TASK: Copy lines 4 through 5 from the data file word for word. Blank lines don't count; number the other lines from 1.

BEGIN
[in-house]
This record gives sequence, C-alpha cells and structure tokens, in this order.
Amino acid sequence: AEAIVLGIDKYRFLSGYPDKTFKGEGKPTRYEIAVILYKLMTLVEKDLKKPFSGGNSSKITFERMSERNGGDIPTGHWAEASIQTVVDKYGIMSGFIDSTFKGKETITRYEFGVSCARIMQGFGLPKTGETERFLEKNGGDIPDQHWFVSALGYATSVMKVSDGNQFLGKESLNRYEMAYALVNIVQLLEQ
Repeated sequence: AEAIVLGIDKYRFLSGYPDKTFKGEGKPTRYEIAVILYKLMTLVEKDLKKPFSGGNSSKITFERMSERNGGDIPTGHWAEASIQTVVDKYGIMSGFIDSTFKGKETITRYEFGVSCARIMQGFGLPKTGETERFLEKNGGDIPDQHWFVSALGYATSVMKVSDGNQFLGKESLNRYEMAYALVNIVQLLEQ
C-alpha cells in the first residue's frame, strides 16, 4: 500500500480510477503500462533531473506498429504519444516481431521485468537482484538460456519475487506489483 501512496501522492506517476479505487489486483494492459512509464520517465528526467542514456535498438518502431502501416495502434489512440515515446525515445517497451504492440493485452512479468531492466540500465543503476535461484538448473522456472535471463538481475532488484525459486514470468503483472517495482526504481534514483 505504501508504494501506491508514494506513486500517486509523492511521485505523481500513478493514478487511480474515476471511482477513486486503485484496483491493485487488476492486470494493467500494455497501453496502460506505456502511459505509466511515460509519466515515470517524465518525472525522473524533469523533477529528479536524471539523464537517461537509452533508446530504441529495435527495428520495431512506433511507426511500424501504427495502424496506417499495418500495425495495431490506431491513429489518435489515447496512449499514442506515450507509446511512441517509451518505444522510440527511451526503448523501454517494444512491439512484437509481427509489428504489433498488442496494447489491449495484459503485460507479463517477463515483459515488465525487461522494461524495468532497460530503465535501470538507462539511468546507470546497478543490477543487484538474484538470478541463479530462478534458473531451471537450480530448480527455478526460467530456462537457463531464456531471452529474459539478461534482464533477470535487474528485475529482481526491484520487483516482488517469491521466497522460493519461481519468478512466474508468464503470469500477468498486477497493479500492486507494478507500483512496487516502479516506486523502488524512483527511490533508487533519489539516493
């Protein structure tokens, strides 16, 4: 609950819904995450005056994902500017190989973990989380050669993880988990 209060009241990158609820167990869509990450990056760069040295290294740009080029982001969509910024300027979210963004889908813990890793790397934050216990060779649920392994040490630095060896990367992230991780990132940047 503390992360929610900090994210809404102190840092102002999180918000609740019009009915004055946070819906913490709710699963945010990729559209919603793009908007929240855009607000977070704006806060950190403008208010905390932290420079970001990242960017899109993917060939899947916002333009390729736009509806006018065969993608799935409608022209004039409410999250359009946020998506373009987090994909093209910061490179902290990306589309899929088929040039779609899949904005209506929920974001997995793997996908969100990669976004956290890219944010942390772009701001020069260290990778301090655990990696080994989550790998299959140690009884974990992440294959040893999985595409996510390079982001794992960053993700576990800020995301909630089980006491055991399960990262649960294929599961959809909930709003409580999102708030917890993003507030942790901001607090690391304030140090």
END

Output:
Repeated sequence: AEAIVLGIDKYRFLSGYPDKTFKGEGKPTRYEIAVILYKLMTLVEKDLKKPFSGGNSSKITFERMSERNGGDIPTGHWAEASIQTVVDKYGIMSGFIDSTFKGKETITRYEFGVSCARIMQGFGLPKTGETERFLEKNGGDIPDQHWFVSALGYATSVMKVSDGNQFLGKESLNRYEMAYALVNIVQLLEQ
C-alpha cells in the first residue's frame, strides 16, 4: 500500500480510477503500462533531473506498429504519444516481431521485468537482484538460456519475487506489483 501512496501522492506517476479505487489486483494492459512509464520517465528526467542514456535498438518502431502501416495502434489512440515515446525515445517497451504492440493485452512479468531492466540500465543503476535461484538448473522456472535471463538481475532488484525459486514470468503483472517495482526504481534514483 505504501508504494501506491508514494506513486500517486509523492511521485505523481500513478493514478487511480474515476471511482477513486486503485484496483491493485487488476492486470494493467500494455497501453496502460506505456502511459505509466511515460509519466515515470517524465518525472525522473524533469523533477529528479536524471539523464537517461537509452533508446530504441529495435527495428520495431512506433511507426511500424501504427495502424496506417499495418500495425495495431490506431491513429489518435489515447496512449499514442506515450507509446511512441517509451518505444522510440527511451526503448523501454517494444512491439512484437509481427509489428504489433498488442496494447489491449495484459503485460507479463517477463515483459515488465525487461522494461524495468532497460530503465535501470538507462539511468546507470546497478543490477543487484538474484538470478541463479530462478534458473531451471537450480530448480527455478526460467530456462537457463531464456531471452529474459539478461534482464533477470535487474528485475529482481526491484520487483516482488517469491521466497522460493519461481519468478512466474508468464503470469500477468498486477497493479500492486507494478507500483512496487516502479516506486523502488524512483527511490533508487533519489539516493